That’s a Wrap, Folks!

Neal CoxGeneral

It sure has been a busy few months for me; If it weren’t for the sun setting at 4 PM and the snow, I wouldn’t believe that it’s already December. But December it is, and much like my classes this semester, my time at JCALPRO is coming to an end. So, for my sixth and final blog post, I wanted to take one last look at my time here at JCALPRO and see if I can remember where the last 5 months went.


Despite me just saying “Where did the time go?”, I’d be lying to you if I said that July doesn’t feel like a lifetime ago. Part of this I know is due to the weather: I remember leaving work at 3pm, the sun still high in the sky, and looking at the thermometer in my car reading 85 or even 90 degrees. Part of this is also due to the fact that now I know my way around the BCEC: The first two days I went to work, I had to stop at Jen and Brendan’s office and ask Jen directions to get to where Paige, Maria, and I worked. I may have been to the BCEC numerous times, but I’d never once used the service hallways, and while I sort of felt like Henry Hill entering the Copacabana in Goodfellas, I also felt like I had no idea where I was going. 

Despite this distant, almost mythic past of sunshine and heat, I can still remember my first show. At the time I called it ICSC, but I now know that it was called the 2019 New England Conference hosted by the International Council of Shopping Centers (ICSC). It was a small show, but it was a good show to cut my teeth learning how to take pictures for events in the BCEC.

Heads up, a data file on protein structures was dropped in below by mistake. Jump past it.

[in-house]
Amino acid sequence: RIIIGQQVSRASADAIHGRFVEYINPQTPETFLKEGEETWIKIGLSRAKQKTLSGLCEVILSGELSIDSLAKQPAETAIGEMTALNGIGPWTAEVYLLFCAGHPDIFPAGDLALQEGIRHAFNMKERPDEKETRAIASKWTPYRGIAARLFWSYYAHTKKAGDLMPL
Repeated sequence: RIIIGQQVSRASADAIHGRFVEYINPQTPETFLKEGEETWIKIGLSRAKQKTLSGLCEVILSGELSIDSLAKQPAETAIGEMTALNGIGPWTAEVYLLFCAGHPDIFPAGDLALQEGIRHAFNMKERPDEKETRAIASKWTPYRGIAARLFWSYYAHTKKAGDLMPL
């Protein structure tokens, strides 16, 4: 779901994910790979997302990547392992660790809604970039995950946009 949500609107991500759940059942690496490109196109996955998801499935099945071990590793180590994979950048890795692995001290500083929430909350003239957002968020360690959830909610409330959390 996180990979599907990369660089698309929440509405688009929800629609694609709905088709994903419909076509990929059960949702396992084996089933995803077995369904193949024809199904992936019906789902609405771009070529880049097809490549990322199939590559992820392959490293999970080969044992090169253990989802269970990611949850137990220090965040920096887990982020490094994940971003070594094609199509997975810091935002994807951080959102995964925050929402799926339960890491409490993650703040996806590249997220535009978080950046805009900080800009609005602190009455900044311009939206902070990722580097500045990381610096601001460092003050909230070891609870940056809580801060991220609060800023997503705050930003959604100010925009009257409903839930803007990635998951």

It was also at this time that I started learning the ropes of working in the office: How to answer the phone, how to file and/or shred documents, how to use excel (a program which I’d never used before starting at JCALPRO), and more. It was a lot at first, but as time went on things got a little easier. 


August is where I felt like I started getting into the swing of things. There were more shows both in the BCEC and at the Hynes, but the one that stands out in my mind the most was NACDS. When I first started, a lot of my time was spent getting prepared for NACDS. If I wasn’t reading emails from the exhibitors trying to figure out what they needed to set their booths up, I was adding those booths to the Load In-Out schedule, finding their diagrams to add to our folder, or making sure that those diagrams matched up with the order they placed. It was a lot of work to make sure we were ready, so it was pretty exciting to see all the booths slowly start coming to life on the exhibit floor.